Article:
Marsh India Insurance Brokers expects a 25% year-over-year increase in premiums placed at around Rs 11,100 crore for corporate clients in the current calendar year (2021), said country leader and CEO Sanjay Kedia. In an interview with Mithun Dasgupta, Kedia said that employee health and benefits or health insurance will continue to be the main growth engine for the company. Extracts:
What was the amount of the premium placed for the year 2020? What has been the growth year over year? What annual growth is expected for 2021?
In 2020 (January-December), we placed premiums of around Rs 8,900 crore for our corporate clients, which is a 20% increase over the previous year, mainly thanks to the health insurance policies of the group. During the current calendar year (2021) we are forecasting a 25% increase in bonuses placed to around Rs 11,100 crore. Also for next year (2022) we expect a more than 20% increase in the placed premium year over year.
The employee health and benefits segment is the main growth driver for Marsh India. Do you expect a change in this range in the future?
Marsh is India’s largest employee health and benefits broker, covering over five million lives through our corporate clients. Employee health and benefits or health insurance will remain the main growth driver for Marsh India. In today’s landscape, we see employers looking to move from a defined benefit model to a defined contribution model offering a range of insured and uninsured benefits to meet unique needs through choice and flexibility. The flexible benefits solution will accentuate organizations’ focus on affordability, differentiation, innovation, adaptability and long-term sustainability. Thus, the demand for health insurance coverage and other scalable benefits will continue to increase in the years to come.
Mental health is emerging as one of the biggest risk issues for businesses after COVID-19. Do you see any companies incorporating mental health coverage into Group Medical Coverage (GMC) plans?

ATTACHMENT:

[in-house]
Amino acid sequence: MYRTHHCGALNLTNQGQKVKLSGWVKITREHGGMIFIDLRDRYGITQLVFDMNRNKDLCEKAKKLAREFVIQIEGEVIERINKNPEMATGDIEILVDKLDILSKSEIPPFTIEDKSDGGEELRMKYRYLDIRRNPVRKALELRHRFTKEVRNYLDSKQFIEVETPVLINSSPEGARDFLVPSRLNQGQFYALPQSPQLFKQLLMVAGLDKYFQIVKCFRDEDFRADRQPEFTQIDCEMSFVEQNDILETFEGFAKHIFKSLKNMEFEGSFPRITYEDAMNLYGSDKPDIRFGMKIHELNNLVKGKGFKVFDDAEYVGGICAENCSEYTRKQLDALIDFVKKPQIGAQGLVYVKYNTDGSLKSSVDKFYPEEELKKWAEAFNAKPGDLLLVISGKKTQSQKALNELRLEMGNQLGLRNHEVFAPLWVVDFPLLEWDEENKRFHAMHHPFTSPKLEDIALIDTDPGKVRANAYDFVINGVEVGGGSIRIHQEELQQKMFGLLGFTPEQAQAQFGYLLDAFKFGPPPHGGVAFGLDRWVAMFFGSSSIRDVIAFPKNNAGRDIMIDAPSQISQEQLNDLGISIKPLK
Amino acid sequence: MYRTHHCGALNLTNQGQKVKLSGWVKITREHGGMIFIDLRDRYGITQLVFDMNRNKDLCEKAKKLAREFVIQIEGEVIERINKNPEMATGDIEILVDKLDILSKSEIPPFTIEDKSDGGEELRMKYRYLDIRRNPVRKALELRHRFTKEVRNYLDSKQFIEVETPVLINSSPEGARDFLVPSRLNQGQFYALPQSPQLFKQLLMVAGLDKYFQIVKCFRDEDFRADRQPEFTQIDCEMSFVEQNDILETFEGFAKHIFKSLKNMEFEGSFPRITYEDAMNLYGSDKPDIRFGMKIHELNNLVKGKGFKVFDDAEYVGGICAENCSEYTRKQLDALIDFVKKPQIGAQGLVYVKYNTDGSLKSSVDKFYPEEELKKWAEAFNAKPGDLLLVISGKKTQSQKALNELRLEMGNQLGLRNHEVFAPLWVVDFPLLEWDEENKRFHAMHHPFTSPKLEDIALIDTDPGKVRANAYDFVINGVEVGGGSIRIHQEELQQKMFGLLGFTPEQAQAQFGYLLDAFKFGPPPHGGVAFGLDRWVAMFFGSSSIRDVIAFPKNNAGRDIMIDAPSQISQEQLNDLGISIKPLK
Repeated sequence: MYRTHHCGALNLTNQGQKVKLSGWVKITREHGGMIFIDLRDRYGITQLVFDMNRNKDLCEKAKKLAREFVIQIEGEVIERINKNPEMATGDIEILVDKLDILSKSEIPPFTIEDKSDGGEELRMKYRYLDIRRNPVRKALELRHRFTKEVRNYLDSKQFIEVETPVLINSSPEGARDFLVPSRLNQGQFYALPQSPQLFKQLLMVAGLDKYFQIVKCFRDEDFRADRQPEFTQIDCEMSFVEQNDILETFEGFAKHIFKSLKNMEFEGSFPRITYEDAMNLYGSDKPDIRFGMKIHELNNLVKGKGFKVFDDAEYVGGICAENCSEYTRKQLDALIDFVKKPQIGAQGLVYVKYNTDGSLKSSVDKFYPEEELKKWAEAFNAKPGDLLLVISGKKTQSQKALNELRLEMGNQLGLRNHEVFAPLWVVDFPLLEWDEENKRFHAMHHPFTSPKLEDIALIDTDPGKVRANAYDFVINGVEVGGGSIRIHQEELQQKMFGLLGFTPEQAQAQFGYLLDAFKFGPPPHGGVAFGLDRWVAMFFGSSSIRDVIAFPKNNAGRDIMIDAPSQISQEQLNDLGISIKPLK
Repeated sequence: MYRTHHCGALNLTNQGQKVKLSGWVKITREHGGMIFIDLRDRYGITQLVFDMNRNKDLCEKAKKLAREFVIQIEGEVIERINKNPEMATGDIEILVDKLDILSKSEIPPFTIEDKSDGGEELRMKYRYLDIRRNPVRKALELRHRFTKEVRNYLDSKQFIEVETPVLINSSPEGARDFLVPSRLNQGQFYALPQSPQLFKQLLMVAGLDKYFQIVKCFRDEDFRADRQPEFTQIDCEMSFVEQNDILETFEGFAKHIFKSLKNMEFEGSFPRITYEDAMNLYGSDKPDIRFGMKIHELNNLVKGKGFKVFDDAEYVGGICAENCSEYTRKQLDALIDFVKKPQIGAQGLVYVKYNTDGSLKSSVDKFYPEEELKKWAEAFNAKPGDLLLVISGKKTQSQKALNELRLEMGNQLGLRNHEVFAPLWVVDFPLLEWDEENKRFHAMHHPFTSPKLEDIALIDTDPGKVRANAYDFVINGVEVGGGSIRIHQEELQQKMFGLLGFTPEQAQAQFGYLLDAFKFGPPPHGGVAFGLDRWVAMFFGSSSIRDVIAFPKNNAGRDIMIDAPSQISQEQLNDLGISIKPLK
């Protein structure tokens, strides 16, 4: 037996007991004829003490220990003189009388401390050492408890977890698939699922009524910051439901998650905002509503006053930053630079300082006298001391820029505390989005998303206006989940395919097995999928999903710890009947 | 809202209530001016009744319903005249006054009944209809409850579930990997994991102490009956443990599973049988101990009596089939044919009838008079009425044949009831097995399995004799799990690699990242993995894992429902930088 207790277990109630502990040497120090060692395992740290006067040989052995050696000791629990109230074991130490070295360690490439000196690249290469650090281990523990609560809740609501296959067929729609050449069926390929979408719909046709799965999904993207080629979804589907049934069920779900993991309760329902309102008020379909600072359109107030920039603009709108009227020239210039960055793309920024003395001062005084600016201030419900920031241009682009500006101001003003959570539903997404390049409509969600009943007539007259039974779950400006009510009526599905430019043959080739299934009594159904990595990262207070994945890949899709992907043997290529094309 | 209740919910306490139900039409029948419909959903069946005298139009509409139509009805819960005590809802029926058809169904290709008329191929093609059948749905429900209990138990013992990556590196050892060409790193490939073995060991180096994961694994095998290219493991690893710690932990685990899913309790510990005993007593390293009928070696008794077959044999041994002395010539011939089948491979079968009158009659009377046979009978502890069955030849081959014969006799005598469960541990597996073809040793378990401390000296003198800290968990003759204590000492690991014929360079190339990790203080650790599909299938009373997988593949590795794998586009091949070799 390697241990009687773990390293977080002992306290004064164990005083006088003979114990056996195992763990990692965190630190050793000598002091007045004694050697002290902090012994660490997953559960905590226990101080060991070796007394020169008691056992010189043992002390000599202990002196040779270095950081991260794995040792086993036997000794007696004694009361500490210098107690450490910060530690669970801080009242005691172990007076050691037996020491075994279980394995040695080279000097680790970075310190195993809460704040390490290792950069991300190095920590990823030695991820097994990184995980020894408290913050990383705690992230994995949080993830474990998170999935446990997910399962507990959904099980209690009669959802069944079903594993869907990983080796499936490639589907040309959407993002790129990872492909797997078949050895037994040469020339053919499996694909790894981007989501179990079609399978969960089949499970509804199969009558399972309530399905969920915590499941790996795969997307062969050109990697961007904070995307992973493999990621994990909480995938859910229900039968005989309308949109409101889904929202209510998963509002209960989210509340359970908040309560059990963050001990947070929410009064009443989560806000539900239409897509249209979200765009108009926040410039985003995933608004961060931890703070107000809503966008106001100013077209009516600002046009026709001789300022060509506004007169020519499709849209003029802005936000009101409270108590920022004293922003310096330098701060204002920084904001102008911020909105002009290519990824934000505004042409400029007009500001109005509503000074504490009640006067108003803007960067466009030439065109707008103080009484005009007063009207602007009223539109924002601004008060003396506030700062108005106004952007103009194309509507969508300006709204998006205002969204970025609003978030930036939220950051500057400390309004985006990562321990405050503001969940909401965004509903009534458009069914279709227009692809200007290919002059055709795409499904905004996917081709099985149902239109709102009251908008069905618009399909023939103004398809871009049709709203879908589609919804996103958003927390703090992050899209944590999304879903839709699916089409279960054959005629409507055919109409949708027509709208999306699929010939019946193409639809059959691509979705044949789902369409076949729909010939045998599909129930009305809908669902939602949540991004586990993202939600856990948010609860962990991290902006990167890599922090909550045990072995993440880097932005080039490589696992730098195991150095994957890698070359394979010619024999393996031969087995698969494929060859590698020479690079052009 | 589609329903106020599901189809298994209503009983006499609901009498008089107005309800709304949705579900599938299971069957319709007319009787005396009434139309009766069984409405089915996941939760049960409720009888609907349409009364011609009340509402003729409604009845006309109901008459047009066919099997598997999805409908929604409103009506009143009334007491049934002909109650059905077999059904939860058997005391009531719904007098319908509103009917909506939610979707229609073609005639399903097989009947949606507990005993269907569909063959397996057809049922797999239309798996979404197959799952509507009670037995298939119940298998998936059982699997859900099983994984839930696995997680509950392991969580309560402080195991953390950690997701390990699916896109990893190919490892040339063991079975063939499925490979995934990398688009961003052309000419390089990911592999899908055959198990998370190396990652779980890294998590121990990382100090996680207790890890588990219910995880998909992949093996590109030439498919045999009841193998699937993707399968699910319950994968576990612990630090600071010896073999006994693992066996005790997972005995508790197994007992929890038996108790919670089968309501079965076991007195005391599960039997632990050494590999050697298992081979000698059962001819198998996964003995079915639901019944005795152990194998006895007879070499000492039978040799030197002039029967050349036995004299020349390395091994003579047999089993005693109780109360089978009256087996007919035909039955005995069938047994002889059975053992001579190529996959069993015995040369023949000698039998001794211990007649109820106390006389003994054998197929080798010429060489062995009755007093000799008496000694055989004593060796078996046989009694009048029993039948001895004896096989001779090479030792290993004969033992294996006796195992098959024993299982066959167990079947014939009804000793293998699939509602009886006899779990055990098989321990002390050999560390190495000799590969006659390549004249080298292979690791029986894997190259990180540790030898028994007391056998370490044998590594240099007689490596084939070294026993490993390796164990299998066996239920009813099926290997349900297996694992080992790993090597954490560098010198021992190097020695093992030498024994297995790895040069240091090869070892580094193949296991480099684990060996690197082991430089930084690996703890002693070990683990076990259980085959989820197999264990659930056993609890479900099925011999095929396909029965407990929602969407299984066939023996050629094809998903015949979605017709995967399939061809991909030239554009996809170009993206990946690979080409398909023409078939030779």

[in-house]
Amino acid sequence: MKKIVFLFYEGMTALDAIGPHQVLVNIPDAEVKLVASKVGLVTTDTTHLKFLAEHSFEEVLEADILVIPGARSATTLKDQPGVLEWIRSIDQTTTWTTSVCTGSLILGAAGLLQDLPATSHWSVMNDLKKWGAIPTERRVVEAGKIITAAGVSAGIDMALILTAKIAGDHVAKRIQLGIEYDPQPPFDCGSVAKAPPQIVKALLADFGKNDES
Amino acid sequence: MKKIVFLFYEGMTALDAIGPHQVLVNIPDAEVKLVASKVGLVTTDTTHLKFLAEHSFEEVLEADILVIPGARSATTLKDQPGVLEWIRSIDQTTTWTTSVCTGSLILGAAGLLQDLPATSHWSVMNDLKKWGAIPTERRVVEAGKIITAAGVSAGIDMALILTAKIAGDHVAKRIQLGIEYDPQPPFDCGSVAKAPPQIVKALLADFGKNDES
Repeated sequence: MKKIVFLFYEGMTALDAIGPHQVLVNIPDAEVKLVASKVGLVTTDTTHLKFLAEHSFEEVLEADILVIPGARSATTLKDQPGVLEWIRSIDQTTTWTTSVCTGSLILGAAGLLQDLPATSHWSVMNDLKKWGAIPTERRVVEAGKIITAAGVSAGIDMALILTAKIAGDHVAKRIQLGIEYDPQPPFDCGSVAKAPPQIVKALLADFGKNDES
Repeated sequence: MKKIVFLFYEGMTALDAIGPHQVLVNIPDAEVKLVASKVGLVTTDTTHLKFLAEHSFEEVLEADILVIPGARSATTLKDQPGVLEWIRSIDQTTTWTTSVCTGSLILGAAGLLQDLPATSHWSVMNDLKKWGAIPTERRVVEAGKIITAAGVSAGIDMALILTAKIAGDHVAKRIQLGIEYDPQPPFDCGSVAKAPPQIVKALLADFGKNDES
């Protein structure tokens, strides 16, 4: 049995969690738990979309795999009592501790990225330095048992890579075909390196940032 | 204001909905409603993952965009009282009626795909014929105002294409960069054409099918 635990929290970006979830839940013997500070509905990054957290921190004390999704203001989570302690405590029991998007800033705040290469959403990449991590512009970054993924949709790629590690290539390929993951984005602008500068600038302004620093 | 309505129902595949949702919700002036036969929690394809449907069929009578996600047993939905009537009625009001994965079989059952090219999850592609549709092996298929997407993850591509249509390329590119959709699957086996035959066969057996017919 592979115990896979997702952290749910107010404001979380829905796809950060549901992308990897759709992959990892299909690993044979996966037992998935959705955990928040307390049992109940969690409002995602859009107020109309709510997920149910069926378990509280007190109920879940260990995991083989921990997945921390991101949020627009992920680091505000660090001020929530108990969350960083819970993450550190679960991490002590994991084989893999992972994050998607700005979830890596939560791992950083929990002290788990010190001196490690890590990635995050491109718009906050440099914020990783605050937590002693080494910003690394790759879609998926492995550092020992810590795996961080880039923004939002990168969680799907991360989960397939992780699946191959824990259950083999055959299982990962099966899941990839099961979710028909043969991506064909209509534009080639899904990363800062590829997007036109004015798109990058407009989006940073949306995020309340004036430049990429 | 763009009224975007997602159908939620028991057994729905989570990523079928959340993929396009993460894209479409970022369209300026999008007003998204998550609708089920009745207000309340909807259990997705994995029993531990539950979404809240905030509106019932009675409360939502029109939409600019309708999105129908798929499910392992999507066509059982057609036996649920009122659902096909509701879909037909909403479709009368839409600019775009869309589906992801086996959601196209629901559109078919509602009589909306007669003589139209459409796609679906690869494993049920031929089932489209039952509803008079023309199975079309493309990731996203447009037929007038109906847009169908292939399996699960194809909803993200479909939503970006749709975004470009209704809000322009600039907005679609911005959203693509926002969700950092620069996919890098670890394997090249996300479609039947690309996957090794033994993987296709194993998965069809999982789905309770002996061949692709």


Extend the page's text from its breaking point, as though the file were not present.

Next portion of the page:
Yes, there is a recovery in demand and we are seeing an increase in the demands and use of such blankets, especially since the start of the COVID-19 pandemic. We have seen progressive organizations having OPD (Outpatient Department) coverage of between Rs 20,000 and Rs 50,000 per family covering consultations, therapy, pharmacy and diagnostics.
Were the revised trade credit insurance guidelines necessary? How big is the credit insurance market today? How does he expect it to evolve after these revised guidelines?
The revised trade credit insurance guidelines, IRDAI (Trade Credit Insurance) Guidelines, 2021, are a positive step. This will help vendors as well as authorized banks and other financial institutions obtain insurance protection that will help them manage country risk, open access to new markets, and manage the risk of non-payment associated with the portfolio. . trade finance. This decision to support factoring activities with insurance coverages will free up huge amounts in the balance sheet as trade receivables of companies, especially for the SME / MSME sector. Businesses will now be able to free up capital and invest in businesses because a trade credit insurance policy will allow them to monetize trade receivables.
This was a necessary reform aimed at providing trade finance facilities to all enterprises, especially the SME and MSME segments. This segment has always been deprived of the reach of banks or NBFCs. For most businesses, accounts receivable (AR) constitute the largest portion of assets, which in the absence of trade finance insurance they have not been able to monetize.
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